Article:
Casa Apolo 11, a secluded forest retreat by Parra + Edwards
This small 2-story house sits in a deciduous forest on the outskirts of Santiago, Chile. It was designed by Parra + Edwards Arquitectos. The house is a simple rectangular box given architectural interest by the patchwork pattern of alternating glass and solid wall.
Supposedly it was named for Apollo 11 because it was conceived to be “like a ship that landed in a forest without touching it at any time and will undertake its departure, leaving the forest intact.” That sounds like pure architectural hubris; no one but an architect would imagine that a house could be built in a formerly untouched forest with no impact. However with the largely transparent lower level, the more solid-walled upper level does appear from some angles to be hovering like a spaceship.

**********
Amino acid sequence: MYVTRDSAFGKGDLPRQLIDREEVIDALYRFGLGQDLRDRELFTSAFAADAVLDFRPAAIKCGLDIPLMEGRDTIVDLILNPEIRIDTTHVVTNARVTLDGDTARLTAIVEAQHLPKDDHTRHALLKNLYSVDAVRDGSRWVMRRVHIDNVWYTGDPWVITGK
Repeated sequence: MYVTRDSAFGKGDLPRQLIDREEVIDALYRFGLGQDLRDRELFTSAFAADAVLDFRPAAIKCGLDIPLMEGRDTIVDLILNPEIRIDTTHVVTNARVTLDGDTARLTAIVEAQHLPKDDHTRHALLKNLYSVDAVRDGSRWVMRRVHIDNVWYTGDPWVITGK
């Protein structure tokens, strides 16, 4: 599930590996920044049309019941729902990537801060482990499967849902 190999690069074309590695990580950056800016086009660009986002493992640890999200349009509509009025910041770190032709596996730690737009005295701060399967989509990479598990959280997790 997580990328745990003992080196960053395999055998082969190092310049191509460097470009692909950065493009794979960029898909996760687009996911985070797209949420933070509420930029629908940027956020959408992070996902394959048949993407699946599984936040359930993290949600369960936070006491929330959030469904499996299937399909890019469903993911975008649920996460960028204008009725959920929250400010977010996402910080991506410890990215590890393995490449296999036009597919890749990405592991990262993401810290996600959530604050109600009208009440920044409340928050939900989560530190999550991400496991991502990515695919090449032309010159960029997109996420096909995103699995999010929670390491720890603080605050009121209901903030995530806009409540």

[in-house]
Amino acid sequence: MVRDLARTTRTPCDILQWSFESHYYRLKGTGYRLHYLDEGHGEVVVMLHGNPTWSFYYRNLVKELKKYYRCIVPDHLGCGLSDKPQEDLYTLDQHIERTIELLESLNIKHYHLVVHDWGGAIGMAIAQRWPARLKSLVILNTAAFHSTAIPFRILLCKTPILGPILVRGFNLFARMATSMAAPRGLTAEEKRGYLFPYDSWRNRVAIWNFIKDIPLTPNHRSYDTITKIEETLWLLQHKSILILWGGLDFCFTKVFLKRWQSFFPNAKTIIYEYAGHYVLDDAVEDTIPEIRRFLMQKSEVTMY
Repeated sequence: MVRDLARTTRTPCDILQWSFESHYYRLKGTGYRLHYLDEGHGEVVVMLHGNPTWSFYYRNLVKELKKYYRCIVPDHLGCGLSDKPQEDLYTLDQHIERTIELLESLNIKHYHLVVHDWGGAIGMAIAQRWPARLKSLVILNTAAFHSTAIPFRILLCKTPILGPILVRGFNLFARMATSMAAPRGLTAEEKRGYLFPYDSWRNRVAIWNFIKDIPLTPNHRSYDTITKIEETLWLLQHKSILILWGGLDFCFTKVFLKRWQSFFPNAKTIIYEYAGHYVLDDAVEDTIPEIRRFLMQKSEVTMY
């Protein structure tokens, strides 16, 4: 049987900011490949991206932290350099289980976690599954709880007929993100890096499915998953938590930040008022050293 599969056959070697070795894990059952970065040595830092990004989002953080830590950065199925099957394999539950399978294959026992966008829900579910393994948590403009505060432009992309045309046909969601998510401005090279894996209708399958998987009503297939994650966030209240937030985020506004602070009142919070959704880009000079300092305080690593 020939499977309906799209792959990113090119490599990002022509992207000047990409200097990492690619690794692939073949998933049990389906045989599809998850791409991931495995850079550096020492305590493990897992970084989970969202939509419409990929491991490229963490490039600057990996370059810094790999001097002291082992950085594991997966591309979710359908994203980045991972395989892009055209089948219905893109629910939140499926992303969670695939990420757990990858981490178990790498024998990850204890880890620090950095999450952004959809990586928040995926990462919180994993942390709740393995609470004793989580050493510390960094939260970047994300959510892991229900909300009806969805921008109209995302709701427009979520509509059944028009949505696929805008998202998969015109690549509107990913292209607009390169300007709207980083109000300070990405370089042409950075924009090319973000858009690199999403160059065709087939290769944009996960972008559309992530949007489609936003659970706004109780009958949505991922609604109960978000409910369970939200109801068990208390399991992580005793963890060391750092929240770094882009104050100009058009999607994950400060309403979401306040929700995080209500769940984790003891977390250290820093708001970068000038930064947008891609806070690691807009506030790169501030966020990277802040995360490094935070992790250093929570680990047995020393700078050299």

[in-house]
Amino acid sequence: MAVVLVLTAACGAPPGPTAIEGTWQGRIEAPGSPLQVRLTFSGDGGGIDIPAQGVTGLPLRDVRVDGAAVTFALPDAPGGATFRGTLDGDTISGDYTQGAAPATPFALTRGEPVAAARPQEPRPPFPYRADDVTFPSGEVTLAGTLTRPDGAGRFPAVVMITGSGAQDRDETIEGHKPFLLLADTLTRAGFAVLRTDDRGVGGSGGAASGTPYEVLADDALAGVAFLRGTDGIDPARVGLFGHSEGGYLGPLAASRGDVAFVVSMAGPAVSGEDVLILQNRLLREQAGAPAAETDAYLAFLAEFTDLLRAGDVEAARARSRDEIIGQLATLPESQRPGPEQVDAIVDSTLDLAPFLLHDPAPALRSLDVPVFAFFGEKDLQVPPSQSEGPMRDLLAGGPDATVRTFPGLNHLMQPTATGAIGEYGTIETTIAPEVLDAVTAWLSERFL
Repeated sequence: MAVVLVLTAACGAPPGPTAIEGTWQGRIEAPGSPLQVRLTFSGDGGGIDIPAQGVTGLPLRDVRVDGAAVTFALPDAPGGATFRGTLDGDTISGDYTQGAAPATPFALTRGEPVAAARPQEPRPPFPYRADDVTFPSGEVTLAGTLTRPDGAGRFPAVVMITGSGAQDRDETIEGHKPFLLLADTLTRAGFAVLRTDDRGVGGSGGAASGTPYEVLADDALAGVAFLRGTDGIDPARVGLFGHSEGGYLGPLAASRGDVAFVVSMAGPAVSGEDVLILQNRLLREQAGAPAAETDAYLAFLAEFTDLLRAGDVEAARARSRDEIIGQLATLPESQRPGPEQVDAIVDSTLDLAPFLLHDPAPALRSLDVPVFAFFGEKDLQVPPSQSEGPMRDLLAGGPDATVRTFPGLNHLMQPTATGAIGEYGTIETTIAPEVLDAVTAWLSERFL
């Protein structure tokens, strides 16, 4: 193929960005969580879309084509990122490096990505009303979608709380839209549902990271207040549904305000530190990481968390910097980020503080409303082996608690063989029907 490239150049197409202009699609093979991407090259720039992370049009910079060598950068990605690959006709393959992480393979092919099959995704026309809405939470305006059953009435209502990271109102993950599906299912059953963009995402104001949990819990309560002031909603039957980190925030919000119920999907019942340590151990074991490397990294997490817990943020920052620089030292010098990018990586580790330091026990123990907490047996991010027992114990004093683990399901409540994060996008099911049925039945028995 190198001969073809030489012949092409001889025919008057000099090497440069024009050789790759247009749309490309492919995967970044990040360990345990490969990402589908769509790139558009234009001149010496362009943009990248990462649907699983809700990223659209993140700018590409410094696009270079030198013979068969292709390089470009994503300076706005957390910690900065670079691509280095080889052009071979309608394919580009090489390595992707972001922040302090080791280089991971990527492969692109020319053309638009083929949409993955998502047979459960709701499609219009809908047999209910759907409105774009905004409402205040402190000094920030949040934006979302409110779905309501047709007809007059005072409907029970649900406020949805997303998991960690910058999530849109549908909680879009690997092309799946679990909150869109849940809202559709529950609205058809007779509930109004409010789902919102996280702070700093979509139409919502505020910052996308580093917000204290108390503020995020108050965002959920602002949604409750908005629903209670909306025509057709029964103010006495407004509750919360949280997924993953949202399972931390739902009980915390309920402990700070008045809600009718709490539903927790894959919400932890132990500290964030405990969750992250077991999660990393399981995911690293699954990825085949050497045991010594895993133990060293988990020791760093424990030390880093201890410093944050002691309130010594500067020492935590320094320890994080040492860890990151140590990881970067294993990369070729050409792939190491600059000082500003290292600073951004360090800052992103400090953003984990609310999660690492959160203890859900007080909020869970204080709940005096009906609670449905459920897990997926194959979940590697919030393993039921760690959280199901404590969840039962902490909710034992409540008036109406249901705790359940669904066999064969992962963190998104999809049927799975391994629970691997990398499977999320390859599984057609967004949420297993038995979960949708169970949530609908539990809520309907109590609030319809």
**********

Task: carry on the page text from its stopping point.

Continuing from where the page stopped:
The car parking area is at a distance from the house. A wooden boardwalk leads through the forest to the house. Approaching visitors are treated to a pretty good view of the interior thanks to a big window next to the front door. That would make us feel a bit uncomfortable, but we don’t live there.
The compact home has two floors totaling 108 m2 (1,163 ft2). The open main level has the kitchen, dining and living rooms. There is a large deck off the living room. The living room is set off from the dining area by a small change in level, a couple of steps down, which also gives it an extra high ceiling. Large windows on all sides help to alleviate the darkness of the forest setting. With the leaves off in winter, the house should be much brighter than in these photos. Open-riser stairs lead to the upper floor where there is a very large master bedroom, a second bedroom and a shared bathroom.
Chile seems to be a hotbed for small house architecture in South America. We have recently looked at the clifftop house in Buchupureo and the Casa B8 modern beach house, and we have more lined up. Enjoy the photos, and your comments are welcome!
Photographs by Rodrigo Avilés, courtesy of Parra + Edwards Arquitectos.
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